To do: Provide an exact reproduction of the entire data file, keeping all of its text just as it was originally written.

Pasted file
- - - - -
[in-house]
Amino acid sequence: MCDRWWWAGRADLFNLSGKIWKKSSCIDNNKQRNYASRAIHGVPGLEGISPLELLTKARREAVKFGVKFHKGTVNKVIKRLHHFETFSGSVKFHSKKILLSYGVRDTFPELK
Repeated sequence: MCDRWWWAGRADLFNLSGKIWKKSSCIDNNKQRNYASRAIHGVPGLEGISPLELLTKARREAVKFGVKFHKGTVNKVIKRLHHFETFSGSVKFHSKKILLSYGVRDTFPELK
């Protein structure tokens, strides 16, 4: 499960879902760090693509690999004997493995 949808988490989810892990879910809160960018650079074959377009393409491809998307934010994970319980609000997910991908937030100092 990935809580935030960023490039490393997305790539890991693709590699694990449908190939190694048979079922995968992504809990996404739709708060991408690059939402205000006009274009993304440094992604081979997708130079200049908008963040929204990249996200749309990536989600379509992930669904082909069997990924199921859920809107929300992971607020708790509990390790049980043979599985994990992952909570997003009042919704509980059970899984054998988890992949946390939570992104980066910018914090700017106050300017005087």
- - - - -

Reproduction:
[in-house]
Amino acid sequence: MCDRWWWAGRADLFNLSGKIWKKSSCIDNNKQRNYASRAIHGVPGLEGISPLELLTKARREAVKFGVKFHKGTVNKVIKRLHHFETFSGSVKFHSKKILLSYGVRDTFPELK
Repeated sequence: MCDRWWWAGRADLFNLSGKIWKKSSCIDNNKQRNYASRAIHGVPGLEGISPLELLTKARREAVKFGVKFHKGTVNKVIKRLHHFETFSGSVKFHSKKILLSYGVRDTFPELK
């Protein structure tokens, strides 16, 4: 499960879902760090693509690999004997493995 949808988490989810892990879910809160960018650079074959377009393409491809998307934010994970319980609000997910991908937030100092 990935809580935030960023490039490393997305790539890991693709590699694990449908190939190694048979079922995968992504809990996404739709708060991408690059939402205000006009274009993304440094992604081979997708130079200049908008963040929204990249996200749309990536989600379509992930669904082909069997990924199921859920809107929300992971607020708790509990390790049980043979599985994990992952909570997003009042919704509980059970899984054998988890992949946390939570992104980066910018914090700017106050300017005087």